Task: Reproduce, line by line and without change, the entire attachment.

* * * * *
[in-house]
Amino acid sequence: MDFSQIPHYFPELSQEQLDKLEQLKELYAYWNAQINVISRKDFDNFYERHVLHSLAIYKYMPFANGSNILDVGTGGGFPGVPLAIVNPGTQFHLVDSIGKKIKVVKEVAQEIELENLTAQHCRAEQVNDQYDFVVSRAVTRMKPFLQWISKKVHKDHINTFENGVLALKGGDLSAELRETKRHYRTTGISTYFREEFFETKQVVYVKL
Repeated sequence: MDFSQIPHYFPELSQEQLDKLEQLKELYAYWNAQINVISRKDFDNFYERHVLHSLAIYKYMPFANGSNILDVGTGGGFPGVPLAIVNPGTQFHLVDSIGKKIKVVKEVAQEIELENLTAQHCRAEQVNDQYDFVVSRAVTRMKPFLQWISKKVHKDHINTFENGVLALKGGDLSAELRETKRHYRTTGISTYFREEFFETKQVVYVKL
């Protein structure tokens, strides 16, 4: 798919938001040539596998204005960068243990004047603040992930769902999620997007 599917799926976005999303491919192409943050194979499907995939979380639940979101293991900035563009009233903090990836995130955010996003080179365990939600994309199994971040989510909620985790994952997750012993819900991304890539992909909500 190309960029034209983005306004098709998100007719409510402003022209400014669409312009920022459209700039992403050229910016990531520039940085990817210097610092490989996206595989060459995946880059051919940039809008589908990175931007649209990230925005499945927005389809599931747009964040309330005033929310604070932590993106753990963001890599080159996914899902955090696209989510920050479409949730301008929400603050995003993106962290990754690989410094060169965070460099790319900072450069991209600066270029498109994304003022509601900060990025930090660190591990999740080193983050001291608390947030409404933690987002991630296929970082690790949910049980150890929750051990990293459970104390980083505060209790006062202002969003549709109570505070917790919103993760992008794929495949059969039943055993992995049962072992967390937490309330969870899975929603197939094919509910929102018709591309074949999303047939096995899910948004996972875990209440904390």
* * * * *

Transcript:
[in-house]
Amino acid sequence: MDFSQIPHYFPELSQEQLDKLEQLKELYAYWNAQINVISRKDFDNFYERHVLHSLAIYKYMPFANGSNILDVGTGGGFPGVPLAIVNPGTQFHLVDSIGKKIKVVKEVAQEIELENLTAQHCRAEQVNDQYDFVVSRAVTRMKPFLQWISKKVHKDHINTFENGVLALKGGDLSAELRETKRHYRTTGISTYFREEFFETKQVVYVKL
Repeated sequence: MDFSQIPHYFPELSQEQLDKLEQLKELYAYWNAQINVISRKDFDNFYERHVLHSLAIYKYMPFANGSNILDVGTGGGFPGVPLAIVNPGTQFHLVDSIGKKIKVVKEVAQEIELENLTAQHCRAEQVNDQYDFVVSRAVTRMKPFLQWISKKVHKDHINTFENGVLALKGGDLSAELRETKRHYRTTGISTYFREEFFETKQVVYVKL
């Protein structure tokens, strides 16, 4: 798919938001040539596998204005960068243990004047603040992930769902999620997007 599917799926976005999303491919192409943050194979499907995939979380639940979101293991900035563009009233903090990836995130955010996003080179365990939600994309199994971040989510909620985790994952997750012993819900991304890539992909909500 190309960029034209983005306004098709998100007719409510402003022209400014669409312009920022459209700039992403050229910016990531520039940085990817210097610092490989996206595989060459995946880059051919940039809008589908990175931007649209990230925005499945927005389809599931747009964040309330005033929310604070932590993106753990963001890599080159996914899902955090696209989510920050479409949730301008929400603050995003993106962290990754690989410094060169965070460099790319900072450069991209600066270029498109994304003022509601900060990025930090660190591990999740080193983050001291608390947030409404933690987002991630296929970082690790949910049980150890929750051990990293459970104390980083505060209790006062202002969003549709109570505070917790919103993760992008794929495949059969039943055993992995049962072992967390937490309330969870899975929603197939094919509910929102018709591309074949999303047939096995899910948004996972875990209440904390």